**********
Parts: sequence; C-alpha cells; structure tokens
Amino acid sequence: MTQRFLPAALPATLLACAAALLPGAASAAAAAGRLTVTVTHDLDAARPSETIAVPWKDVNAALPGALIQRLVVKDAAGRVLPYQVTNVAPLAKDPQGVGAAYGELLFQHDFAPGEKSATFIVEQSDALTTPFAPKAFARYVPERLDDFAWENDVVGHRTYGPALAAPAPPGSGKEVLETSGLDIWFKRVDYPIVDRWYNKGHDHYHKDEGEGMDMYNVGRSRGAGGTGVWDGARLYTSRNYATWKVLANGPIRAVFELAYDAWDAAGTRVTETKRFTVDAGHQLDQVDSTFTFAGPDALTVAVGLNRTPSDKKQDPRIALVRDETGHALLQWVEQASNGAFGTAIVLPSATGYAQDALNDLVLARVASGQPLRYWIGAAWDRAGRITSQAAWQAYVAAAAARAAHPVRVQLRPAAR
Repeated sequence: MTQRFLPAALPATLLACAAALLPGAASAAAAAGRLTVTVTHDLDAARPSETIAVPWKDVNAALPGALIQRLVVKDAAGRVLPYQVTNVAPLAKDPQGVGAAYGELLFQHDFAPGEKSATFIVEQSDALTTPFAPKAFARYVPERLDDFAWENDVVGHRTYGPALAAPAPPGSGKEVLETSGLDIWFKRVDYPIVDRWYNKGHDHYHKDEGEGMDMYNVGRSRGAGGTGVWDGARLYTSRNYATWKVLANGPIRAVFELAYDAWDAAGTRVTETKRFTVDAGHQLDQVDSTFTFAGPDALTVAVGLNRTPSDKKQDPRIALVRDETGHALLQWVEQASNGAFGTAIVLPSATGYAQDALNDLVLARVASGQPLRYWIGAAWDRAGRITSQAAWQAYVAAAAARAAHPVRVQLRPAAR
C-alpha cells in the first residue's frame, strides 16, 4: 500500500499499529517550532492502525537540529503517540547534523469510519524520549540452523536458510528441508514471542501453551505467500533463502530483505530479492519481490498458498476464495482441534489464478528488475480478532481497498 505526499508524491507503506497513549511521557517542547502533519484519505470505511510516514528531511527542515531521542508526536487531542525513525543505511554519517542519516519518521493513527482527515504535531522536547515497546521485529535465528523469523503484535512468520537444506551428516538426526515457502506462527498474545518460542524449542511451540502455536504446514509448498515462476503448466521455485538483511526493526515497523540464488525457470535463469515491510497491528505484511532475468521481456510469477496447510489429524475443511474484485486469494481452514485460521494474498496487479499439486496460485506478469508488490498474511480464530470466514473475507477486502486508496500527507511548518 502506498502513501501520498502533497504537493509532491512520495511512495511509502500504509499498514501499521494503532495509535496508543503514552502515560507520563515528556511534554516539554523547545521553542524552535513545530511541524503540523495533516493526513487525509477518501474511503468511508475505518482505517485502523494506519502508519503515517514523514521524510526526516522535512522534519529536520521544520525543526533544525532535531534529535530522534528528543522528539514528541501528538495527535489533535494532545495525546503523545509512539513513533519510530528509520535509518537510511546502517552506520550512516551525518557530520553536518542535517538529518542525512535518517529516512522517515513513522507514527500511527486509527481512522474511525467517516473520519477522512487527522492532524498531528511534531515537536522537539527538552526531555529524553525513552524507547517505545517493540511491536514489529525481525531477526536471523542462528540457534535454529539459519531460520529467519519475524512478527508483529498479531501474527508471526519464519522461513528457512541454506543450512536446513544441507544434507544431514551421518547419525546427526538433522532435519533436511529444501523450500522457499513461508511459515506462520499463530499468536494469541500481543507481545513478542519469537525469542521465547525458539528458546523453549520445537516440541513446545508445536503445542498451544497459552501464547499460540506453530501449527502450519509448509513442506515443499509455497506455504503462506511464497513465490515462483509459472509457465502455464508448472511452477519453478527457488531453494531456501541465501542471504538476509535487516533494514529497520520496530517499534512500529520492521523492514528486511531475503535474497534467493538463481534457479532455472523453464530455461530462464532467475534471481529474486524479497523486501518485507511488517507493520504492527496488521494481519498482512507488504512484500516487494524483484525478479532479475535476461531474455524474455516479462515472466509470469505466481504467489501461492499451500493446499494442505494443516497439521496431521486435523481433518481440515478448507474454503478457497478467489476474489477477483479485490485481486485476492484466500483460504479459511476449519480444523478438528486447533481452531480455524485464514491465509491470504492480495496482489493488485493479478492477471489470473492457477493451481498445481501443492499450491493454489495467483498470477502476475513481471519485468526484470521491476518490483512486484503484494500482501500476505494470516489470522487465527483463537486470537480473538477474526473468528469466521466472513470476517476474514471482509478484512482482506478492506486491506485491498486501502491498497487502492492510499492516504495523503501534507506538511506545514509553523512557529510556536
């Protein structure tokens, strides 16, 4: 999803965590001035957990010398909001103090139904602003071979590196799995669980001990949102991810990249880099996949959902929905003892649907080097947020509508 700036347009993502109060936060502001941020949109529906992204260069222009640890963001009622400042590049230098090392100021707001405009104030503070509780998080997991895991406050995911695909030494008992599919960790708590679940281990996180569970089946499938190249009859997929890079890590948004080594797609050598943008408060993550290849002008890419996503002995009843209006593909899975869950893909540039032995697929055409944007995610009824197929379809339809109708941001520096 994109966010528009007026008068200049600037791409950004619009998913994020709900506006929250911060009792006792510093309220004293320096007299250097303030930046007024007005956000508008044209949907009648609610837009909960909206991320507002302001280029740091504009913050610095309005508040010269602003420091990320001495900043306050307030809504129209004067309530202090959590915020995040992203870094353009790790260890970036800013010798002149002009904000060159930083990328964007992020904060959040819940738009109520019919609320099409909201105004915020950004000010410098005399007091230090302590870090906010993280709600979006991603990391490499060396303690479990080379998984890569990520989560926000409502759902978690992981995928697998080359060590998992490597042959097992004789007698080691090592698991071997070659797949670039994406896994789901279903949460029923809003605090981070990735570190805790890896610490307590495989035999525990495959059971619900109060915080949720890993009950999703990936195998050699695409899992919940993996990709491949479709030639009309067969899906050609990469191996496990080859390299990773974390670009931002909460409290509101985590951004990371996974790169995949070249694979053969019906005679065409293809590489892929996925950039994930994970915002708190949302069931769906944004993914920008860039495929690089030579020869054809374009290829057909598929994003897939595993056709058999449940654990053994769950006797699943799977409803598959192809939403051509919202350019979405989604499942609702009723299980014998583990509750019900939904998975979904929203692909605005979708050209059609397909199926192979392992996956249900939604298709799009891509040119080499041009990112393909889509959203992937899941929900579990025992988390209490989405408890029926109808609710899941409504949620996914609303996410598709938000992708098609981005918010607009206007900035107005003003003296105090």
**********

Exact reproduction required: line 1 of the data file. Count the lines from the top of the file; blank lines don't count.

Parts: sequence; C-alpha cells; structure tokens